An apparatus suitable for batch operation is shown in FIG. 3. In this embodiment, the glow discharge electrode 204 is sufficiently proximate a part 300 (substrate) that the part 300 is an extension of or part of the electrode 204. Moreover, the part is below a dew point to allow cryocondensation of the glow discharge plasma on the part 300 and thereby coat the part 300 with the monomer condensate and self cure into a polymer layer. Sufficiently proximate may be connected to, resting upon, in direct contact with, or separated by a gap or distance that permits the plasma to impinge upon the substrate. This distance that the plasma extends from the electrode will depend on the evaporate species, electrode 204/substrate 104 geometry, electrical voltage and frequency, and pressure in the standard way as described in ELECTRICAL DISCHARGES IN GASSES, F. M. Penning, Gordon and Breach Science Publishers, 1965, hereby incorporated by reference. The substrate 300 may be stationary or moving during cryocondensation. Moving includes rotation and translation and may be employed for controlling the thickness and uniformity of the monomer layer cryocondensed thereon. Because the cryocondensation occurs rapidly, within milli-seconds to seconds, the part may be removed after coating and before it exceeds a coating temperature limit.
In operation, either as a method for plasma enhanced chemical vapor deposition of low vapor pressure conjugated materials onto a substrate, or as a method for making self-curing conjugated polymer layers (especially PML), the method of the invention has the steps of (a) flash evaporating a conjugated material forming an evaporate; (b) passing the evaporate to a glow discharge electrode creating a glow discharge conjugated monomer plasma from the evaporate; and (c) cryocondensing the glow discharge conjugated monomer plasma on a substrate and crosslinking the glow discharge conjugated monomer plasma thereon. The crosslinking results from radicals created in the glow discharge plasma thereby permitting self curing.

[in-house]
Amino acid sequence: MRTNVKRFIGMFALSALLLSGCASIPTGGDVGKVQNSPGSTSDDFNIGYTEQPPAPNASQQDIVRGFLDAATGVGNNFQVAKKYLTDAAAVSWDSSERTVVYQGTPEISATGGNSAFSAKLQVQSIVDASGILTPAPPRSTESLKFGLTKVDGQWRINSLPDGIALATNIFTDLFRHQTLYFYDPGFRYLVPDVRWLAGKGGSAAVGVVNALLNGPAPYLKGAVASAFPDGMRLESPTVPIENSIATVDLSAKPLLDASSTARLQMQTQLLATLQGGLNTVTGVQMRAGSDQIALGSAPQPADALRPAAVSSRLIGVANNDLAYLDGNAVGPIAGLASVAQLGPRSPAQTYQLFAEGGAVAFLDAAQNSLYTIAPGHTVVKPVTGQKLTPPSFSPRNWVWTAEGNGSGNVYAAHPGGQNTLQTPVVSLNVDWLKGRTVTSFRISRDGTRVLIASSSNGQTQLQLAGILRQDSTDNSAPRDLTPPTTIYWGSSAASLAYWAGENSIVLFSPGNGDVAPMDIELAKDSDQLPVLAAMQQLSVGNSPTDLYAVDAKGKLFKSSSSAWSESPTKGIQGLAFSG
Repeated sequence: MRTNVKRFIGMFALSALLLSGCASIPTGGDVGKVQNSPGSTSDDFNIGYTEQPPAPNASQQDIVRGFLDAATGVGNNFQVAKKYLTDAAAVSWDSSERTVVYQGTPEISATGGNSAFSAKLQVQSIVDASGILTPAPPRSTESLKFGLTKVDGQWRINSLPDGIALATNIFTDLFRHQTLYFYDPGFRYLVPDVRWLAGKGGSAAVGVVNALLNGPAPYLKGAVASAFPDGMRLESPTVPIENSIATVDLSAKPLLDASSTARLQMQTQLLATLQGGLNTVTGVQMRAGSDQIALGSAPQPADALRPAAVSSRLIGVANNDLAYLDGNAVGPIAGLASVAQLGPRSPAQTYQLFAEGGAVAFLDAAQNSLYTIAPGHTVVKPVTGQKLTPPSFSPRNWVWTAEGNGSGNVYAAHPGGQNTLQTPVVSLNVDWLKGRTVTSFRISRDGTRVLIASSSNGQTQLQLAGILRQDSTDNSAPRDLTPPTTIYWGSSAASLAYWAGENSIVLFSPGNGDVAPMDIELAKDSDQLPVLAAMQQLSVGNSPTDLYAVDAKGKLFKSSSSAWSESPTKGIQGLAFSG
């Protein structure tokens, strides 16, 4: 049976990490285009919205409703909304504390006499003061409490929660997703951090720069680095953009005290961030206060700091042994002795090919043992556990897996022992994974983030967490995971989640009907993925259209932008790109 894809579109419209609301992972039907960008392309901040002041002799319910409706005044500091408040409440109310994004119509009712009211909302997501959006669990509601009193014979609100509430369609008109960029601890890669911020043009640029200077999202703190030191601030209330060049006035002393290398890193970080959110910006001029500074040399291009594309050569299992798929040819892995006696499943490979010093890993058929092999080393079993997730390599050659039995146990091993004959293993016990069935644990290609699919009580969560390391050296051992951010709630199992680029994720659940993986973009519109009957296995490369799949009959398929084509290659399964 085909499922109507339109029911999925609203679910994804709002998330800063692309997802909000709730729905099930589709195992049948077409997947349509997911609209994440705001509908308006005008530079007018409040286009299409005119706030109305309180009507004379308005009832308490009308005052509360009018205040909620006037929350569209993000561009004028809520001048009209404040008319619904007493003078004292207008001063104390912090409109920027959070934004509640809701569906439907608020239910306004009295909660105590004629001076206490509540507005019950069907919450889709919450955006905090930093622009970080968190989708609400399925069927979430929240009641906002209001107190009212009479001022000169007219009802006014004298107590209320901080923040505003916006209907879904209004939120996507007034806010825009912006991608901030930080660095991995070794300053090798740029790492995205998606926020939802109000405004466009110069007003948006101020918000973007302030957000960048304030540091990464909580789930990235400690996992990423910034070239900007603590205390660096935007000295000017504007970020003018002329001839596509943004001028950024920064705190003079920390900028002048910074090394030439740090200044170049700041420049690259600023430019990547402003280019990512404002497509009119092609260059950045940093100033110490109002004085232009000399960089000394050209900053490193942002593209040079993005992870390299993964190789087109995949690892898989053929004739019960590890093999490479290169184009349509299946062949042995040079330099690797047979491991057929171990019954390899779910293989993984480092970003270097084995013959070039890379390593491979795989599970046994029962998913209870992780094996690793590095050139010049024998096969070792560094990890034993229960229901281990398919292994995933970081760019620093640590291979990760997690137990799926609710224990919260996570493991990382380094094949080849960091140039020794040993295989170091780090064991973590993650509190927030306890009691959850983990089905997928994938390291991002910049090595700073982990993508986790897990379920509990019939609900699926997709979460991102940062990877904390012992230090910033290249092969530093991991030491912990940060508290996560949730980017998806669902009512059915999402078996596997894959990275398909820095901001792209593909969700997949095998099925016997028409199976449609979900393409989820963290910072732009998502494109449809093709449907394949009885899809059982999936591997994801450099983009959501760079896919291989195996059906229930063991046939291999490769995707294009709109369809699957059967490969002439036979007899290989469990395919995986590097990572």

The flash evaporating has the steps of flowing a conjugated material to an inlet, atomizing the conjugated material through a nozzle and creating a plurality of conjugated monomer droplets of the conjugated monomer liquid as a spray. The spray is directed onto a heated evaporation surface whereupon it is evaporated and discharged through an evaporate outlet.
The liquid conjugated material may be any liquid conjugated monomer. However, it is preferred that the liquid conjugated monomer or liquid have a low vapor pressure at ambient temperatures so that it will readily cryocondense. Preferably, the vapor pressure of the liquid conjugated monomer material is less than about 10 torr at 83° F. (28.3° C.), more preferably less than about 1 torr at 83° F. (28.3° C.), and most preferably less than about 10 millitorr at 83° F. (28.3° C.). For conjugated monomers of the same chemical family, conjugated monomers with low vapor pressures usually also have higher molecular weight and are more readily cryocondensible than higher vapor pressure, lower molecular weight conjugated monomers. Liquid conjugated monomer includes but is not limited to phenylacetylene (FIG. 1c).
Alternatively, the conjugated material may be an unconjugated monomer containing conjugated particles or a conjugated monomer with conjugated particles. Unconjugated monomers include but are not limited to (meth)acrylate(s) and combinations thereof.
The conjugated particle(s) may be any insoluble or partially insoluble conjugated particle type having a boiling point below a temperature of the heated surface in the flash evaporation process. Insoluble conjugated particle includes but is not limited to phenyl acetylene triphenyl diamine derivative (TPD, FIG. 1d), quinacridone (QA, FIG. 1e) and combinations thereof. To achieve a conductive polymer it is necessary to dope a conjugated polymer. Doping is with a salt including but not limited to lithium-trifluoromethanesulfonate (CF3SO3Li), other salts of lithium, salts of iodine, iodine and combinations thereof.
The insoluble conjugated particles are preferably of a volume much less than about 5000 cubic micrometers (diameter about 21 micrometers) or equal thereto, preferably less than or equal to about 4 cubic micrometers (diameter about 2 micrometers). In a preferred embodiment, the insoluble conjugated particles are sufficiently small with respect to particle density and liquid monomer density and viscosity that the settling rate of the conjugated particles within the liquid monomer is several times greater than the amount of time to transport a portion of the particle liquid monomer mixture from a reservoir to the atomization nozzle. It is to be noted that it may be necessary to stir the conjugated particle liquid monomer mixture in the reservoir to maintain suspension of the conjugated particles and avoid settling.